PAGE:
The PS3 is too hard to crack

A story came out the other day about George Hotz – the infamous hacker who released a hack for the PS3 a few months ago. His hack only works for an old version of the PS3 system, and Sony moved quickly to invalidate the hack using updates. It was the first time anyone claimed to have hacked the PS3, but now he’s giving up on the PS3, saying it’s just too difficult.

I think this hints at the direction companies will take in the future to bulletproof their systems against piracy – having tight control over the hardware. No doubt, companies will get more and more skilled at this as time passes. People will complain that “it’s their hardware and they should be able to do whatever they want with it” – citing their desire to create “homebrew” or run Linux on their machine, but they’ll be blocked on a technical level (not a legal level) from doing this.

The EFF has promoted exactly this kind of argument by analogy to a car:

“It is my automobile at the end of the day,” von Lohmann said, a reference that iPhone users should be allowed to do what they want with their phones, just like car owners do.

Of course, there’s also a major problem with that kind of argument. First, the laws do not recognize people’s legal right in all cases to modify physical objects however they want – even if they own them. For example, you cannot legally convert a gun into an automatic weapon. Your car must also conform to pollution and noise standards. In other words, it doesn’t matter that you own the gun or the car – there are limits to what you’re allowed to do with it. There’s also issues with copyright that run afoul of the “I should be allowed to do whatever I want with my property”. While some people might argue that owning a book, music, or software means they should be allowed to do whatever they want with it – including filesharing, this argument quickly runs into a problem: most people (even filesharers) dislike the idea of commercial piracy (i.e. selling pirated material for money). For example, if a guy goes and creates a thousand copies of some new DVD and sells them on the street for a couple dollars each, he’s involved in commercial piracy. Logically, “I should be allowed to do whatever I want with the stuff I own” means allowing people to engage in commercial piracy since they own the original DVD.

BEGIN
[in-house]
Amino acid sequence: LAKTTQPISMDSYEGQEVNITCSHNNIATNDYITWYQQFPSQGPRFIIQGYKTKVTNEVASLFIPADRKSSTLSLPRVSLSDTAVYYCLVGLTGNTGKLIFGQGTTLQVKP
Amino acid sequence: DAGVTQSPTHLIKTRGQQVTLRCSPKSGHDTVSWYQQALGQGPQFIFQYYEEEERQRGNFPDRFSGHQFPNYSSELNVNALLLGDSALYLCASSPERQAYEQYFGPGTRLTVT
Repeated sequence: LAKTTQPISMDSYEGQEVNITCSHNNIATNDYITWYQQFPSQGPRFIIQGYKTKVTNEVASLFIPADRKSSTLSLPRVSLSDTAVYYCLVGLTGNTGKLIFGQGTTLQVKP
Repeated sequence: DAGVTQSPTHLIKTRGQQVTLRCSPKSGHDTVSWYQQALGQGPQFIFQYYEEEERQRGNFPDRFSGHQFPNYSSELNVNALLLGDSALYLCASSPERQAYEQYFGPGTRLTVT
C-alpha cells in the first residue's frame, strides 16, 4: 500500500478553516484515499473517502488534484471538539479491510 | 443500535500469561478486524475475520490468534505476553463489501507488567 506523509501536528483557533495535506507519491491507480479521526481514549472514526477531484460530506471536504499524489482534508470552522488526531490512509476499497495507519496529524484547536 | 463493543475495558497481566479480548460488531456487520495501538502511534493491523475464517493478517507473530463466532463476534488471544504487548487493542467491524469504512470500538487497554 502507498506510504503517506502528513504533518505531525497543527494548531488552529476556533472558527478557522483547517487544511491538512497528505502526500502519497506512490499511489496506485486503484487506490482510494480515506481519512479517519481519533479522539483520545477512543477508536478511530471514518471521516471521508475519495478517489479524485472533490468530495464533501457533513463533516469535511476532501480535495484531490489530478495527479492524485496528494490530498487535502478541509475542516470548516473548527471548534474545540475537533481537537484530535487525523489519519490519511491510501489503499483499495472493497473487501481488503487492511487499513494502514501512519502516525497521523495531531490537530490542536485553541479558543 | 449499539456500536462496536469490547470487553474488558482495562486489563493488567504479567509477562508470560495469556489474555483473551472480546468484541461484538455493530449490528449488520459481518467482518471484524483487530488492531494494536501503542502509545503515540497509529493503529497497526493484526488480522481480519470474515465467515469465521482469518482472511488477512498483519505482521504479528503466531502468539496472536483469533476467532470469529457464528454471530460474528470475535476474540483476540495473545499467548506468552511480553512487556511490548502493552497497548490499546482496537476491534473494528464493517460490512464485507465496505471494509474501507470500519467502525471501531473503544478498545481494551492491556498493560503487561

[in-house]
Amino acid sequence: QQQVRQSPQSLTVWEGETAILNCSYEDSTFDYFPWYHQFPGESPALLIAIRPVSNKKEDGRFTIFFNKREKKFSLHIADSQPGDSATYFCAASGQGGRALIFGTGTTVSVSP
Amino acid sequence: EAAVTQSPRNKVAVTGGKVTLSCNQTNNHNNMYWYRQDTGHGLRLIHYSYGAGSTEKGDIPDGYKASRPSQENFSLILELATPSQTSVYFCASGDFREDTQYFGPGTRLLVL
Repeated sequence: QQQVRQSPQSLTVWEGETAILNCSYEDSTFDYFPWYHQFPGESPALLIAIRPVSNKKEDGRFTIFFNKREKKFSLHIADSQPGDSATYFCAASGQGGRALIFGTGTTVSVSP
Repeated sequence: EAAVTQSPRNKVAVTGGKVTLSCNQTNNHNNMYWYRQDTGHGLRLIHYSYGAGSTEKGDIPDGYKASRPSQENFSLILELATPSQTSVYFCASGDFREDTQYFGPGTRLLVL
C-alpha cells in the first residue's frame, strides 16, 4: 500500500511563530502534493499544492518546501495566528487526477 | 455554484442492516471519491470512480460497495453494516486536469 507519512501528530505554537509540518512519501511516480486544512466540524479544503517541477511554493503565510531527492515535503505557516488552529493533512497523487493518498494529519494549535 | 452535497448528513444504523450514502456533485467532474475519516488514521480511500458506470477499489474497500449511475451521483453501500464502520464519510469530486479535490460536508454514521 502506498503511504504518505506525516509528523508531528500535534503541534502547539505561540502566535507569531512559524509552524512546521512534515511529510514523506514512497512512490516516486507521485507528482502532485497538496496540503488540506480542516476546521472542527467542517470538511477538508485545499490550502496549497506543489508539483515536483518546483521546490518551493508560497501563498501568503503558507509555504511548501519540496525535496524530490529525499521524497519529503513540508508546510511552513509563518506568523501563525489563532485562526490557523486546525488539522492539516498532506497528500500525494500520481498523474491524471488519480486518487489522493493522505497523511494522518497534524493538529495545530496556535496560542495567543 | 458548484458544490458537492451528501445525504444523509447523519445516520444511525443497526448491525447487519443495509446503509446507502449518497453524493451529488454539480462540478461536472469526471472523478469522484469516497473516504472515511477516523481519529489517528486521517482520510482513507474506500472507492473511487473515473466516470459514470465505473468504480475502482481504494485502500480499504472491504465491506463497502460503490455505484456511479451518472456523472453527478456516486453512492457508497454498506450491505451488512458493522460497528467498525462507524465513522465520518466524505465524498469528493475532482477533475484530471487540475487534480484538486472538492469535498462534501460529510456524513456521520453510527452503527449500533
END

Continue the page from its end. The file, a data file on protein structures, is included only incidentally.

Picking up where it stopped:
The other method that console makers use is what Microsoft is doing: while the XBox 360 has been cracked, they control the servers where people can buy new games or get online to play multiplayer games with other people. Microsoft can lock people out of their servers for running cracked XBoxes – and that’s exactly what they did right before the launch of Modern Warfare 2. They locked a million XBox owners out of their servers. Even the EFF had to concede that Microsoft had the right to do so because they own the servers. While this second strategy is less effective than the PS3’s hardware lockout, it seems to be pretty effective, judging from Modern Warfare’s piracy gap on the XBox 360 vs the PC – the numbers I’ve seen show that 86% of the people playing Modern Warfare 2 on the XBox paid for it, while only 6% of the people playing it on the PC paid for it.

Anyway, it’s still pretty interesting that the PS3 has weathered the attacks from hackers as well as it has. It shows the potential of technical methods to block piracy – despite the refrain of pirates that someone will immediately crack all piracy prevention systems.

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